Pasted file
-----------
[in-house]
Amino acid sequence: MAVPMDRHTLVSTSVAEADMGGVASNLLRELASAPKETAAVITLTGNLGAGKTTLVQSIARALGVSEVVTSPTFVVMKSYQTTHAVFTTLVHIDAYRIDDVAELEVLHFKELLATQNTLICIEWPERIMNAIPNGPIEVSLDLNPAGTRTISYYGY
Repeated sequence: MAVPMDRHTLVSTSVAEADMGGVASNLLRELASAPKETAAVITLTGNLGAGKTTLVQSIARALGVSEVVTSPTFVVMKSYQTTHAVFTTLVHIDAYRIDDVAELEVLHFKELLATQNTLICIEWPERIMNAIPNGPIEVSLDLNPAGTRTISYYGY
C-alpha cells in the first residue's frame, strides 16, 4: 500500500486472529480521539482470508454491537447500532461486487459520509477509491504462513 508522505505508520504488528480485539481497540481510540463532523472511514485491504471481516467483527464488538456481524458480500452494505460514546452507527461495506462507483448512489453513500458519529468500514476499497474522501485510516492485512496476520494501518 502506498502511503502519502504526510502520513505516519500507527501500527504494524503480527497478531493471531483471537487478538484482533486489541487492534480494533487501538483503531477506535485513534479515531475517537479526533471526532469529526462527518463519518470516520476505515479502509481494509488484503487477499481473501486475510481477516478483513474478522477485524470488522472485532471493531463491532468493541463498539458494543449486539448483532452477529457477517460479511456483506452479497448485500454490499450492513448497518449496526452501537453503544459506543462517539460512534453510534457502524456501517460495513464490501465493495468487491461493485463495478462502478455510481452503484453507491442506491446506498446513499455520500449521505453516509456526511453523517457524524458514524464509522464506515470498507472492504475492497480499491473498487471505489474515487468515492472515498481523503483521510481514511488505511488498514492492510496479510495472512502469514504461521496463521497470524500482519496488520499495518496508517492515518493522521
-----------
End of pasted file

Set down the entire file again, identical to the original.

[in-house]
Amino acid sequence: MAVPMDRHTLVSTSVAEADMGGVASNLLRELASAPKETAAVITLTGNLGAGKTTLVQSIARALGVSEVVTSPTFVVMKSYQTTHAVFTTLVHIDAYRIDDVAELEVLHFKELLATQNTLICIEWPERIMNAIPNGPIEVSLDLNPAGTRTISYYGY
Repeated sequence: MAVPMDRHTLVSTSVAEADMGGVASNLLRELASAPKETAAVITLTGNLGAGKTTLVQSIARALGVSEVVTSPTFVVMKSYQTTHAVFTTLVHIDAYRIDDVAELEVLHFKELLATQNTLICIEWPERIMNAIPNGPIEVSLDLNPAGTRTISYYGY
C-alpha cells in the first residue's frame, strides 16, 4: 500500500486472529480521539482470508454491537447500532461486487459520509477509491504462513 508522505505508520504488528480485539481497540481510540463532523472511514485491504471481516467483527464488538456481524458480500452494505460514546452507527461495506462507483448512489453513500458519529468500514476499497474522501485510516492485512496476520494501518 502506498502511503502519502504526510502520513505516519500507527501500527504494524503480527497478531493471531483471537487478538484482533486489541487492534480494533487501538483503531477506535485513534479515531475517537479526533471526532469529526462527518463519518470516520476505515479502509481494509488484503487477499481473501486475510481477516478483513474478522477485524470488522472485532471493531463491532468493541463498539458494543449486539448483532452477529457477517460479511456483506452479497448485500454490499450492513448497518449496526452501537453503544459506543462517539460512534453510534457502524456501517460495513464490501465493495468487491461493485463495478462502478455510481452503484453507491442506491446506498446513499455520500449521505453516509456526511453523517457524524458514524464509522464506515470498507472492504475492497480499491473498487471505489474515487468515492472515498481523503483521510481514511488505511488498514492492510496479510495472512502469514504461521496463521497470524500482519496488520499495518496508517492515518493522521